5. Enough media focus on sex scandals for breakfast, lunch & dinner. Now that everyone is 'feeling' the bitter truth: "it's the economy stupid". How about focusing on a truly salacious subject. The CEO's of industry. The private, the governmental and et tu military peddlers who elude public scrutiny by spinning their activities as something other than the rape of Free Market Capitalism. Free Market Capitalism w/out balanced government oversight and the authentic commitment by corporations to social responsibility becomes a predatory economic model. Unfortunately, this is where America is today! And what a standard we have set as this is also true of Free Market Capitalism as it's being used all over the world. I'm reminded of Marshall McLuhan's treatise on media content: "It's the juicy piece of meat carried by the burglar to distract the watchdog of the mind".
  6. Oh, good grief. That makes a nice, pretty, symmetry--but is hot air: Why? It's easy enough to see why science would favor arguments (although leaps of faith are necessary from time to time). Science is primarily concerned with things that can be observed, measured, and verified. But assertions must definitely be made in science. What is it about 'spirituality' that defies argumentation and requires mere assertion? You do realize that if you answer my question, you will have undermined whatever answer you might care to give. If, as you assert, spirituality is not to be argued, then you mustn't give me an argument in favor of that position! If you do give me an argument in favor of that position, then you can't hold that position as you will have just refuted it yourself! Talk about 'hot air'. Of course there is no argument. And I do not refute my assertion hence I will offer yet a third perspective. Ask yourself: 'What did Jesus do?' He certainly didn't argue about things of the spirit. He lived the true meaning of spirituality by his life. A living example of that which cannot be argued but only experienced from within.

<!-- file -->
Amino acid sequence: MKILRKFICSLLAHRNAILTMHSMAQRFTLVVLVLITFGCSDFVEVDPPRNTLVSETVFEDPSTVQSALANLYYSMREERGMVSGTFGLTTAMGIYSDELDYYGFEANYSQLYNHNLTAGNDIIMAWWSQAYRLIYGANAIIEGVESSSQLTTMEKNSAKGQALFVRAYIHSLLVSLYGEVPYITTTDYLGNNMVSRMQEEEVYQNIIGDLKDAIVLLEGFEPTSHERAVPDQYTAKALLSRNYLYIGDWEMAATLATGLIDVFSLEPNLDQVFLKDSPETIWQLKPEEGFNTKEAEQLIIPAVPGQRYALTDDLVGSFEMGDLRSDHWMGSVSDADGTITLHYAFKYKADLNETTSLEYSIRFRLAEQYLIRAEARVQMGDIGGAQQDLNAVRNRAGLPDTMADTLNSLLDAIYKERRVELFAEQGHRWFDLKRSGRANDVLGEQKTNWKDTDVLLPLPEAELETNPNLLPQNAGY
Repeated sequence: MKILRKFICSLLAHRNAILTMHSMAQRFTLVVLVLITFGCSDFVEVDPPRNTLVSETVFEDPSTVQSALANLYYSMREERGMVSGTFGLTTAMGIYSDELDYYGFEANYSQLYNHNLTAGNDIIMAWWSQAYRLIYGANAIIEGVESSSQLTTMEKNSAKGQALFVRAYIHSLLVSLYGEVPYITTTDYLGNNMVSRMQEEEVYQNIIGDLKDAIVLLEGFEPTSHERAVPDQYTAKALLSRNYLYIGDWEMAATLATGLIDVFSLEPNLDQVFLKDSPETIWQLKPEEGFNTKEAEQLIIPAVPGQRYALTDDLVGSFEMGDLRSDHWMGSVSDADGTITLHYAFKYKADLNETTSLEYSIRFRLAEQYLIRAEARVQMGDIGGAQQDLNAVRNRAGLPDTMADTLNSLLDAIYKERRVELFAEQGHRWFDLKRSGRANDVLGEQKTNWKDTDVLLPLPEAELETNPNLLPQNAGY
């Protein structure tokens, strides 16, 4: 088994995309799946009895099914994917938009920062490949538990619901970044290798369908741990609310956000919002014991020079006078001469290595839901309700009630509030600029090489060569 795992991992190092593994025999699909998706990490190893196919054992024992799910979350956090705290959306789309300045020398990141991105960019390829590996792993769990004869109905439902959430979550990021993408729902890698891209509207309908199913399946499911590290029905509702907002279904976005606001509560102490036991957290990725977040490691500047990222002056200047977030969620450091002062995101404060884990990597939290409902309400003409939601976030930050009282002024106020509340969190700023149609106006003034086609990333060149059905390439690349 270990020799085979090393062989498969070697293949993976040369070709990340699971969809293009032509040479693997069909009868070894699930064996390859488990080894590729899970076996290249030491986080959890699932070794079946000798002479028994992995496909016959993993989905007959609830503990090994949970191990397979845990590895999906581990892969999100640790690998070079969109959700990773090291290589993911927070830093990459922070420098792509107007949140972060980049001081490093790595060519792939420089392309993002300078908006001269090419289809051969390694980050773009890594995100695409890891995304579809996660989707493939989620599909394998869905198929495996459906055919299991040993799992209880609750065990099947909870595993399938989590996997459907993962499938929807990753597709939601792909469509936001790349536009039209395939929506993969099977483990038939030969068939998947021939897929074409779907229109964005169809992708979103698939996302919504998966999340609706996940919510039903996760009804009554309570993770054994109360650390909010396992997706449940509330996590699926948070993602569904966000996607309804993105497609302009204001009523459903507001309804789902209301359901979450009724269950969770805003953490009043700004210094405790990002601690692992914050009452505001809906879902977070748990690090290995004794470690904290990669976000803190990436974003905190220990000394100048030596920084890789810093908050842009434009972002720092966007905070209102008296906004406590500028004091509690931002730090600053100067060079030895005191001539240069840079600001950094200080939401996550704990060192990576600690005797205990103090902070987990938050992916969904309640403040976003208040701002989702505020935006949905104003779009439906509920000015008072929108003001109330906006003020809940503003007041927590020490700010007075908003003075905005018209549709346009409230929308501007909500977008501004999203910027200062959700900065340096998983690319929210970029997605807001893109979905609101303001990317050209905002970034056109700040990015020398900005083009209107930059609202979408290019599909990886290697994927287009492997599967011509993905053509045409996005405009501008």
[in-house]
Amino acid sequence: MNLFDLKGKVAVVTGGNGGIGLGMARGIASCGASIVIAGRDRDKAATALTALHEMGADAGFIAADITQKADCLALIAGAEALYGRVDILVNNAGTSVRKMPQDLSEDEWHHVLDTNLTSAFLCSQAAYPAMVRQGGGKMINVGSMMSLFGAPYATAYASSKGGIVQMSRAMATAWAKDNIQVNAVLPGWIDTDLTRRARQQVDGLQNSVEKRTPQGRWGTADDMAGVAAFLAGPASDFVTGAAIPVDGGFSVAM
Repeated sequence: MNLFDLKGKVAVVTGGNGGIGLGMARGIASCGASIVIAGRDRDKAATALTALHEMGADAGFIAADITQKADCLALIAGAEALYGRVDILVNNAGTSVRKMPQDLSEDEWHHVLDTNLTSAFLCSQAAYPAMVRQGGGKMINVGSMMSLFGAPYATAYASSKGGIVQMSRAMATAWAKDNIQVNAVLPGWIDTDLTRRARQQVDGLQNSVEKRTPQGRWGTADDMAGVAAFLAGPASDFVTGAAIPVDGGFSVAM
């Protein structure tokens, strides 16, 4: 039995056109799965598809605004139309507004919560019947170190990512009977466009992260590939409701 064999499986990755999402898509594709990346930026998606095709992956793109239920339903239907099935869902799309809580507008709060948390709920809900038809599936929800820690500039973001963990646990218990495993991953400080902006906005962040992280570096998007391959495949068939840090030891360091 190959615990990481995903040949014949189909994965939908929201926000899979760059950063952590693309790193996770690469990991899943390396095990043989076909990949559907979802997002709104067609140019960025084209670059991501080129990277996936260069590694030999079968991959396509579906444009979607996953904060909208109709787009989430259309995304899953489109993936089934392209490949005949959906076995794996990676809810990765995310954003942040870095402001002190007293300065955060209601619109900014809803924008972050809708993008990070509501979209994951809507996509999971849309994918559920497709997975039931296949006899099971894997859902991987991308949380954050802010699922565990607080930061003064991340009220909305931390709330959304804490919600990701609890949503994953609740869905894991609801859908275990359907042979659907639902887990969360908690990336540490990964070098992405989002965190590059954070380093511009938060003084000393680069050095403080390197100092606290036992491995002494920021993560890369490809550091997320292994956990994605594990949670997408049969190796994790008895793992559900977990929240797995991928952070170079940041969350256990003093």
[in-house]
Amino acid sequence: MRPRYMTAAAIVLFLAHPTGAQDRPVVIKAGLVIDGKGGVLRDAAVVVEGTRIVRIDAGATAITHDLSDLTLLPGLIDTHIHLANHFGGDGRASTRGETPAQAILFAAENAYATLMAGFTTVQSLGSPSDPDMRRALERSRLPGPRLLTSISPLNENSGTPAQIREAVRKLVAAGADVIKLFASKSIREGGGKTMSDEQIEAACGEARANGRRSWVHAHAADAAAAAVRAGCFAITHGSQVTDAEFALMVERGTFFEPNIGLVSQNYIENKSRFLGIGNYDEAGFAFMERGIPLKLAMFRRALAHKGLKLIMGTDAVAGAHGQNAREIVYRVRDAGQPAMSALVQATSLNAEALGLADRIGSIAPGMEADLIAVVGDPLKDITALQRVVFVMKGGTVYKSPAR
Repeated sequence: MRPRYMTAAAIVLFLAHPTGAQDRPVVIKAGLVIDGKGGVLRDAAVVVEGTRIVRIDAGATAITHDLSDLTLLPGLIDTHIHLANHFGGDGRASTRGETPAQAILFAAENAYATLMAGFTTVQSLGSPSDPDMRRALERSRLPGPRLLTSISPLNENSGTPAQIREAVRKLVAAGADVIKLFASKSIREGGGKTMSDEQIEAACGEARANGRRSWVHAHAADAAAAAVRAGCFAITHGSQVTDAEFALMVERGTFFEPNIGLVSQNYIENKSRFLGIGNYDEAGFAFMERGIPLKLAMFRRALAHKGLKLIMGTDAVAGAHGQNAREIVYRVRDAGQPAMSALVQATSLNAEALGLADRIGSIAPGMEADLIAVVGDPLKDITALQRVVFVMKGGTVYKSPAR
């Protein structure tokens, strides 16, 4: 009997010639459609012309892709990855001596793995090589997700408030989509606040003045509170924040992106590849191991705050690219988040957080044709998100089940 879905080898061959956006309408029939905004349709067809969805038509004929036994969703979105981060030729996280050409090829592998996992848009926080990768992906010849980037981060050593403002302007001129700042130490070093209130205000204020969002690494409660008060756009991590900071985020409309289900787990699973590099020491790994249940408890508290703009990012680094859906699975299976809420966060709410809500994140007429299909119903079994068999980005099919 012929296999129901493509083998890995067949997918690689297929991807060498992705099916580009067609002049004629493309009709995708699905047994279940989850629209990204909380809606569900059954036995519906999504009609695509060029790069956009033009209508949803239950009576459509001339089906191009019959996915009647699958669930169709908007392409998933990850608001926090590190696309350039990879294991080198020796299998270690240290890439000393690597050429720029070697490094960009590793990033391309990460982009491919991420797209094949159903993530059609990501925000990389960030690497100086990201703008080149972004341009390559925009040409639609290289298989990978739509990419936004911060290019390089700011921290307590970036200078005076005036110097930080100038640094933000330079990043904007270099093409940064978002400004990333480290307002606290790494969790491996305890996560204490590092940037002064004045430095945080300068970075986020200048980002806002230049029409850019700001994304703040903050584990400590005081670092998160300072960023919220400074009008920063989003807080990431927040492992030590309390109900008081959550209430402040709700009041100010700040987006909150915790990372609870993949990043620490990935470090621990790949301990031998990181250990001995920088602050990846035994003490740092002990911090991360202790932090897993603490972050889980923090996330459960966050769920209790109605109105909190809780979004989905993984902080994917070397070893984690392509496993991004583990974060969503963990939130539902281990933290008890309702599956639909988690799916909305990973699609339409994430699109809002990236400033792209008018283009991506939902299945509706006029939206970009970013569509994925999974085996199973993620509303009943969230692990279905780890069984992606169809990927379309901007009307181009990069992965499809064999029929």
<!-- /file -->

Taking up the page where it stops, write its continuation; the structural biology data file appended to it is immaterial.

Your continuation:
7. Dear Crim's, And we enlightened wonder why we have problems in the world at large. Not only have you mis-interpreted my artsandfaith blog article "symbolism v.s. spin" but you obviously didn't bother to read my words in context. Never said: 'daring the unthinkable' was about the collective unconscious. Hence, I respectfully suggest that you have another go at it. Then perhaps we'll have something to talk about. As for developing an argument v.s. assertion: I believe that spirituality is not something to be argued but rather asserted in the same way as science is not to asserted but argued. Ms. Lent, I wouldn't call your interpretation of DVC "daring the unthinkable." You say in your blog post that Dan Brown is symbolically talking about a "collective unconscious." That's neither daring nor unthinkable. Isaac Asimov's Foundation trilogy is essentially about a collective unconscious, as have been a variety of films, novels, and philosophical treatises. Collective unconscious is not daring - it's old hat. And it's not unthinkable - it's ground that has been tread so many times. You say that your blog gives a "symbolic analysis," but you don't tie any of your conclusions to the symbols in DVC at all. Instead, you seem to like the idea of a collective unconsciousness, and assert that it is Brown's true message, without showing that it is symbolically in the book in the slightest. If you're interested in doing an analysis, please do. But what you have there now is assertion, not argument.
  8. Viewed through a 3rd dimension, The Da Vinci Code inspires and renews interest in